How You Can Make an Easy Raggedy Quilt With Flannel
Quilt for my Granddaughter
Raggedy Quilt with Panel Blocks
How to Make a Raggedy Flannel Quilt
Raggedy flannel quilts are quite easy and fun to make. Young children especially like them, as they are colorful, warm, and soft to the touch. This type of quilt does not need to be hand or machine quilted after you sew the blocks together because each block is its own little quilt. You are sewing the front and back of each block together and there is no need for batting between the two pieces because the flannel is quite heavy on its own. If batting were added to the blocks, it would be much too dense.
You can make these quilts in different sizes, but the most popular are 36"x44" or 54"x77." This Hub will explain the process for making the larger size, and will detail how much fabric is needed, what size pieces to cut the fabric into, how to sew them together, etc.
Panel prints of flannel are not always easy to find, but they look very nice when cut and distributed throughout this quilt. You don't want the panel to be the whole width of the fabric, but you want material that has smaller panel rectangles, measuring approximately 10"x12" as shown in the quilt in the picture on the right. When I made my raggedy quilt, I was not able to find any panel flannel that worked so I just bought two figured materials in my color scheme. These are the red flowered blocks and the zigzag blocks shown in the quilt in the top picture.
The quilt is made from six different flannel pieces: the flannel that has the panels or two larger print fabrics, a coordinating fabric for the back of the panels or larger blocks, and four other coordinating fabrics. All of these fabrics should be 42" wide. Usually the saleslady at the fabric shop will help you pick out fabric colors that blend well together. That is their business and they have always been very helpful--as it is not always easy to pick good coordinating fabrics. When you are ready to go look at fabrics, you should have an idea of what you want--baby designs, nature designs, teenager designs, etc. and also your color scheme.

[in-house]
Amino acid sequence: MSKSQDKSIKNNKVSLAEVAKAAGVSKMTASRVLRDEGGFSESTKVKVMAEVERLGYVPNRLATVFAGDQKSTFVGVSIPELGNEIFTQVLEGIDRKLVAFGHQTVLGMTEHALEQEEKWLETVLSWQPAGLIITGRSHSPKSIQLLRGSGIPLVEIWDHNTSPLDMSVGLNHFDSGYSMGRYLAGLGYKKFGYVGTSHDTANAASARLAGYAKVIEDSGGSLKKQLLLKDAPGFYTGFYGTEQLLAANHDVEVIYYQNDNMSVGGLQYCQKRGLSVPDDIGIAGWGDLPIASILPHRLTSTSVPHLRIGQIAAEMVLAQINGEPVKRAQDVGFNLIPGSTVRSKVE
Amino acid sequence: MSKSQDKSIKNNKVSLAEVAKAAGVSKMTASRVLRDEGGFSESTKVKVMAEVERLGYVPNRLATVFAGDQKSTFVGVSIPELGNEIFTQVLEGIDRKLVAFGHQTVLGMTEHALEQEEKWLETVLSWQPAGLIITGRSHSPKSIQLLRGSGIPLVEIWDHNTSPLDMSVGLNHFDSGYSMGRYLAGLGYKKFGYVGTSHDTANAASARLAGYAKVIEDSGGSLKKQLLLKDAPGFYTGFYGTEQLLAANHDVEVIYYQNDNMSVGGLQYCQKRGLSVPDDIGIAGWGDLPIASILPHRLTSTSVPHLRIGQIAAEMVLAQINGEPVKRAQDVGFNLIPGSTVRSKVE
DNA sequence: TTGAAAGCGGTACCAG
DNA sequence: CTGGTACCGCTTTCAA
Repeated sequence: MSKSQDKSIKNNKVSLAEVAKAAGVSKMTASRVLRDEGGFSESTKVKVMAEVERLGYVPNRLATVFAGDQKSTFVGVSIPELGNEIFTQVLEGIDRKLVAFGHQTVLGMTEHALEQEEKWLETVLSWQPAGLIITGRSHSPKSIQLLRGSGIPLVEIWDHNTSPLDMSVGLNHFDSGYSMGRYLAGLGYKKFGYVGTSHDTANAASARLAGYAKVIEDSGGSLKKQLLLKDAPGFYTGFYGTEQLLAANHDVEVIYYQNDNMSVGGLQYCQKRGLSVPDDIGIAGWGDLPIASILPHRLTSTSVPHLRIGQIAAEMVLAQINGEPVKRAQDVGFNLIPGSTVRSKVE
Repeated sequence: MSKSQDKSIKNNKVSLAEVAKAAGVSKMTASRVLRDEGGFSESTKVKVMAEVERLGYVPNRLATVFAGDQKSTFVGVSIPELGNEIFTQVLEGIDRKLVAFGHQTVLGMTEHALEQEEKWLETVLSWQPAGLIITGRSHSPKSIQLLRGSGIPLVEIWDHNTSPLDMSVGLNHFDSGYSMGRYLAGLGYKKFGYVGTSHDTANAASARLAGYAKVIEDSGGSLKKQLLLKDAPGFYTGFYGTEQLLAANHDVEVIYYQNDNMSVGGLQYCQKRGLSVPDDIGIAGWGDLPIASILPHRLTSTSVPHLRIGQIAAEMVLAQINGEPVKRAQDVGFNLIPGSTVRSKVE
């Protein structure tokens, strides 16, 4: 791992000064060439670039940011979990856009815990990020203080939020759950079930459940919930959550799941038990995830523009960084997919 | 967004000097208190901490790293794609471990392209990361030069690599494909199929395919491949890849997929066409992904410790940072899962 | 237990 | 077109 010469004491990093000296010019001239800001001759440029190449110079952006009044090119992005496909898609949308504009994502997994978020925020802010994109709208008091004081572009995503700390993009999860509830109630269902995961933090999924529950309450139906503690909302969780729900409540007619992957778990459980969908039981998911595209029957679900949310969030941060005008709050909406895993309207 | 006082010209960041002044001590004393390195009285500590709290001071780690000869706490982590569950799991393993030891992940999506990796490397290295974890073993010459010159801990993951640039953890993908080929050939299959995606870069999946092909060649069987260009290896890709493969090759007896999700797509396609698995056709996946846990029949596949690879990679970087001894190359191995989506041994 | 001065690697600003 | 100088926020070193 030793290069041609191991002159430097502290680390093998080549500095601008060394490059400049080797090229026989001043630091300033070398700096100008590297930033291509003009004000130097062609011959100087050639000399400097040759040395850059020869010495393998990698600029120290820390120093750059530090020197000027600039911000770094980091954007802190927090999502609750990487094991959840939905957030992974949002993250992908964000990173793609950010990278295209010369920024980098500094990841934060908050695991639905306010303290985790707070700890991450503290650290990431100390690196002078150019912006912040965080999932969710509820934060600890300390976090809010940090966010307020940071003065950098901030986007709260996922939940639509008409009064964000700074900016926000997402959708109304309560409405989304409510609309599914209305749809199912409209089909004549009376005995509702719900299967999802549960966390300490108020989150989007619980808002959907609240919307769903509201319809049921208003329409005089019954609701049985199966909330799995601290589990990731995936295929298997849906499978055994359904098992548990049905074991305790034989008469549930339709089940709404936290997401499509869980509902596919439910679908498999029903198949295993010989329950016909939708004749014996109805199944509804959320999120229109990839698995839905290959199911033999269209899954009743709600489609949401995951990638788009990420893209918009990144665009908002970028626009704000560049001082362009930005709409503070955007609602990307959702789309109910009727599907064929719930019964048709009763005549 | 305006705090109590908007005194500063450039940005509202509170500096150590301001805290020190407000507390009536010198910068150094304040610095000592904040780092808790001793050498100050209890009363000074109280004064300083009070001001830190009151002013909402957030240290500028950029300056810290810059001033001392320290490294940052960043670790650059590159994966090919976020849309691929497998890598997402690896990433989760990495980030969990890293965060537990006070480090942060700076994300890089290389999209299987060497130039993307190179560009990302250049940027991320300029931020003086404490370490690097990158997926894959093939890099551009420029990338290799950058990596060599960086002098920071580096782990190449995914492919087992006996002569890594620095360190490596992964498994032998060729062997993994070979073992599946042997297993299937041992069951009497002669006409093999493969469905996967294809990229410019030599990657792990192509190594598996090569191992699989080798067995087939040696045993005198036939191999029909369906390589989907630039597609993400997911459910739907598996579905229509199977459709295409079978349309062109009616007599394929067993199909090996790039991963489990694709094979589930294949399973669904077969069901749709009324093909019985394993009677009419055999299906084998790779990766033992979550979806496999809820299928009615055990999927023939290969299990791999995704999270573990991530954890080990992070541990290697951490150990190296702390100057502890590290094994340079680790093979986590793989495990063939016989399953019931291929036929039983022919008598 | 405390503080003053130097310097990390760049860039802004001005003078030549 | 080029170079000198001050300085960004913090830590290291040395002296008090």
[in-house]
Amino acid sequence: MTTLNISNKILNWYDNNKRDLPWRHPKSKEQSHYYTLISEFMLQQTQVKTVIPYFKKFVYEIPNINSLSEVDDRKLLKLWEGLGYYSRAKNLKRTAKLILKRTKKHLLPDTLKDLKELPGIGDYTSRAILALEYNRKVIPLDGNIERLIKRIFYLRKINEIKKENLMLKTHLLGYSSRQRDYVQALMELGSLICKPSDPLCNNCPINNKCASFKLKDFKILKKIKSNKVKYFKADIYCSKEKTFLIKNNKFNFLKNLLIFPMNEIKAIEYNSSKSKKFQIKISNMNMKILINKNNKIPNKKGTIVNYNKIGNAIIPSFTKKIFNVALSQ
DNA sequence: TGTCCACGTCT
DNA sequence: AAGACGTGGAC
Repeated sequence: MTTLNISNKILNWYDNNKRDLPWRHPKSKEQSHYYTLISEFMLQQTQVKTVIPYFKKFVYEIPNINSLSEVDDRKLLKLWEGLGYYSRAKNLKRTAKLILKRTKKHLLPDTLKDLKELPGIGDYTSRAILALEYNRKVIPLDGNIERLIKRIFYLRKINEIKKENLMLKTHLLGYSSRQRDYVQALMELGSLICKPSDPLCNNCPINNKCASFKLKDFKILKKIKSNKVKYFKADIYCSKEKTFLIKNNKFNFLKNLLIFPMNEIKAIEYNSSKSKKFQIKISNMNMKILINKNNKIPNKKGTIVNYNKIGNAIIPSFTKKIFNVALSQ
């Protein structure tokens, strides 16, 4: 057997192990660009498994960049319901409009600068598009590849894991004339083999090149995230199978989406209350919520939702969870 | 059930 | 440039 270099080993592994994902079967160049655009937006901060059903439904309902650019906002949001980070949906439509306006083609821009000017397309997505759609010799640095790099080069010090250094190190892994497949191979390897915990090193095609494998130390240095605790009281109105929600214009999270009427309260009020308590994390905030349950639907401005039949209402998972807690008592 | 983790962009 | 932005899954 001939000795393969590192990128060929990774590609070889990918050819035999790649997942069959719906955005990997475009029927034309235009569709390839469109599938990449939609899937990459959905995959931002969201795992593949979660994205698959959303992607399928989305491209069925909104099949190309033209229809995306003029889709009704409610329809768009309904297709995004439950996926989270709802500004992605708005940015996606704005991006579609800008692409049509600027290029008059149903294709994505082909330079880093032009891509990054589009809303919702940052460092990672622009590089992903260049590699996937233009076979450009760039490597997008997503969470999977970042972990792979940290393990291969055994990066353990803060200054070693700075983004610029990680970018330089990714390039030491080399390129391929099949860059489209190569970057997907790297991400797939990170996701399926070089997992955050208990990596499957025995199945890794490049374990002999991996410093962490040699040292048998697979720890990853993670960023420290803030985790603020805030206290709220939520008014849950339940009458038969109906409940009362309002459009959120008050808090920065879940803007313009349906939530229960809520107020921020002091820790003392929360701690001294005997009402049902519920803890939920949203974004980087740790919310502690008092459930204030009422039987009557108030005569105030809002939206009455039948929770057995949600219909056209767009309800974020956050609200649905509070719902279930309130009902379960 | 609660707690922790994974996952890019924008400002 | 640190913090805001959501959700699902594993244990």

The following is a list of materials you will need: 2 yds. of larger print 42" fabric or fabric with the correct panels; 2 yds. of larger print 42" fabric; 1 3/8 yds. of four different coordinating 42" fabric, small print, stripes, marbled, or plain. Actually picking out the material is fun if you go to a good quilt fabric shop, but it may take quite a while to decide on what you like and what coordinates well.
When you are ready to cut out your pieces, use the table in the photo below as a guide. Cut 21 pieces,10"x12", from fabric A and 21 pieces, 10"x12", from fabric B. Cut forty-two (42) pieces,
3 3/4"x10," from each of C, D, E and F. The types of design in the materials suggested in the table are just that (suggestions)--just use whatever you like, or the saleslady suggests.
Now comes the fun part - sewing the pieces together. Always use a 1/2" seam. If your pieces aren't quite the same size, it really isn't a problem as the seams will be "ragged" out. With wrong sides together, sew two 10" x 12" coordinates together - one from A and one from B, until you have 21 blocks sewn. When you place the pieces together, it is a good idea to press them to hold in place for sewing. Or you can pin them together, whichever you prefer. Next sew four 3 3/4"x12" rectangles together, one rectangle from each C, D, E and F. Piece them together all in the same sequence. You should have 42 of these 4-piece blocks when you are finished. Then put wrong sides together of two of these blocks, reversing the order of the sequence of the rectangles on the back of the block. Lay your sewn blocks out on a table, the floor or some place where you can decide the pattern you want them. Once you have your blocks of A and B, and blocks of C,D,E & F sewn, you should sew seven blocks together, alternating the A and B blocks and the C,D,E, & F blocks to make a row. Be sure to keep the seams toward the front of the quilt. There should be six rows of seven blocks when you get finished. Then you sew those rows together. After all of the blocks are sewn together, sew around the outside edge of the quilt, using a 1/2" seam.
Now comes the tiresome part. You need to clip all of the seam allowances about every 1/8" being careful not to clip through the seam. This is what gives your quilt the raggedy look. After you are finished clipping the seams, you should wet the quilt and throw it into your dryer with a tennis ball to "chenille" the seam. Some people like to use a commercial laundromat for this process, as there will be many small frayed pieces of fabric come loose.
©joaniebaby - 3-13-12